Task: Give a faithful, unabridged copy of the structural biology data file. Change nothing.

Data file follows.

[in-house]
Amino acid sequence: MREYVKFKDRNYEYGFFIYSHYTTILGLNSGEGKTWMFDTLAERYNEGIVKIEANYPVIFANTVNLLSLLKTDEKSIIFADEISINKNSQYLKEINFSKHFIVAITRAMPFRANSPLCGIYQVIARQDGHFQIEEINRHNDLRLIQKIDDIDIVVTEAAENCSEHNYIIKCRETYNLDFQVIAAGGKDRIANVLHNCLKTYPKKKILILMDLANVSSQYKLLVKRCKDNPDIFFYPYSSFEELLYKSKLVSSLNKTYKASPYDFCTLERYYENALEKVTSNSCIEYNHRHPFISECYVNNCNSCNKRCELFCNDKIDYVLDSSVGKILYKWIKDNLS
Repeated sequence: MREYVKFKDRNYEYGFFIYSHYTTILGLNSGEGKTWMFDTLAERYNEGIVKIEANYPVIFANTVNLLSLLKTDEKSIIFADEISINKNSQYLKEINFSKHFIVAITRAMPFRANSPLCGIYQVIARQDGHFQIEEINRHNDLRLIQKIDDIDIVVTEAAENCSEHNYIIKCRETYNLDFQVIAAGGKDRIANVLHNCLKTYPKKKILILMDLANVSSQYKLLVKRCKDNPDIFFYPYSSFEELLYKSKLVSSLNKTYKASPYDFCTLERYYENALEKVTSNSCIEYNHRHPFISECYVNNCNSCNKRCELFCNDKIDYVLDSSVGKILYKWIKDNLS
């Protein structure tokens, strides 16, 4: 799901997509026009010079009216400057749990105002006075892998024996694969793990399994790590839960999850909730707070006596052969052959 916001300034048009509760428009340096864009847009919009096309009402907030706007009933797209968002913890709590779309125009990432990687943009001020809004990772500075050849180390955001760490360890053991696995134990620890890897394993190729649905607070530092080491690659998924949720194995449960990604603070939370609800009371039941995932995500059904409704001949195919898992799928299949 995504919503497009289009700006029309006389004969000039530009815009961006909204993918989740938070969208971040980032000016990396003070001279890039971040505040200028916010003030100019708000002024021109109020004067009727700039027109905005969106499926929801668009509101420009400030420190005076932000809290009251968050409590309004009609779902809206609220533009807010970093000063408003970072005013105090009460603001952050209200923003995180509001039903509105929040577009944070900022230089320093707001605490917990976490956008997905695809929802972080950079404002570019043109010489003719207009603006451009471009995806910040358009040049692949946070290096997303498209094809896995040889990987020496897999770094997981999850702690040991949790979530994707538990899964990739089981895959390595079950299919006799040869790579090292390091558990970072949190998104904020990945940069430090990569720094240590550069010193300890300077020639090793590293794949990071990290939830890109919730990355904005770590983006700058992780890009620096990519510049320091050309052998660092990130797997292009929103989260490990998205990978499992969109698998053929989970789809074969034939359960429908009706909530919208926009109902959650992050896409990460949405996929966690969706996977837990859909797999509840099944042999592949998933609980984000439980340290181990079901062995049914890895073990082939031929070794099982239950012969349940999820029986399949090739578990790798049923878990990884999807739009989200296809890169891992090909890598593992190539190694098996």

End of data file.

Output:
[in-house]
Amino acid sequence: MREYVKFKDRNYEYGFFIYSHYTTILGLNSGEGKTWMFDTLAERYNEGIVKIEANYPVIFANTVNLLSLLKTDEKSIIFADEISINKNSQYLKEINFSKHFIVAITRAMPFRANSPLCGIYQVIARQDGHFQIEEINRHNDLRLIQKIDDIDIVVTEAAENCSEHNYIIKCRETYNLDFQVIAAGGKDRIANVLHNCLKTYPKKKILILMDLANVSSQYKLLVKRCKDNPDIFFYPYSSFEELLYKSKLVSSLNKTYKASPYDFCTLERYYENALEKVTSNSCIEYNHRHPFISECYVNNCNSCNKRCELFCNDKIDYVLDSSVGKILYKWIKDNLS
Repeated sequence: MREYVKFKDRNYEYGFFIYSHYTTILGLNSGEGKTWMFDTLAERYNEGIVKIEANYPVIFANTVNLLSLLKTDEKSIIFADEISINKNSQYLKEINFSKHFIVAITRAMPFRANSPLCGIYQVIARQDGHFQIEEINRHNDLRLIQKIDDIDIVVTEAAENCSEHNYIIKCRETYNLDFQVIAAGGKDRIANVLHNCLKTYPKKKILILMDLANVSSQYKLLVKRCKDNPDIFFYPYSSFEELLYKSKLVSSLNKTYKASPYDFCTLERYYENALEKVTSNSCIEYNHRHPFISECYVNNCNSCNKRCELFCNDKIDYVLDSSVGKILYKWIKDNLS
């Protein structure tokens, strides 16, 4: 799901997509026009010079009216400057749990105002006075892998024996694969793990399994790590839960999850909730707070006596052969052959 916001300034048009509760428009340096864009847009919009096309009402907030706007009933797209968002913890709590779309125009990432990687943009001020809004990772500075050849180390955001760490360890053991696995134990620890890897394993190729649905607070530092080491690659998924949720194995449960990604603070939370609800009371039941995932995500059904409704001949195919898992799928299949 995504919503497009289009700006029309006389004969000039530009815009961006909204993918989740938070969208971040980032000016990396003070001279890039971040505040200028916010003030100019708000002024021109109020004067009727700039027109905005969106499926929801668009509101420009400030420190005076932000809290009251968050409590309004009609779902809206609220533009807010970093000063408003970072005013105090009460603001952050209200923003995180509001039903509105929040577009944070900022230089320093707001605490917990976490956008997905695809929802972080950079404002570019043109010489003719207009603006451009471009995806910040358009040049692949946070290096997303498209094809896995040889990987020496897999770094997981999850702690040991949790979530994707538990899964990739089981895959390595079950299919006799040869790579090292390091558990970072949190998104904020990945940069430090990569720094240590550069010193300890300077020639090793590293794949990071990290939830890109919730990355904005770590983006700058992780890009620096990519510049320091050309052998660092990130797997292009929103989260490990998205990978499992969109698998053929989970789809074969034939359960429908009706909530919208926009109902959650992050896409990460949405996929966690969706996977837990859909797999509840099944042999592949998933609980984000439980340290181990079901062995049914890895073990082939031929070794099982239950012969349940999820029986399949090739578990790798049923878990990884999807739009989200296809890169891992090909890598593992190539190694098996």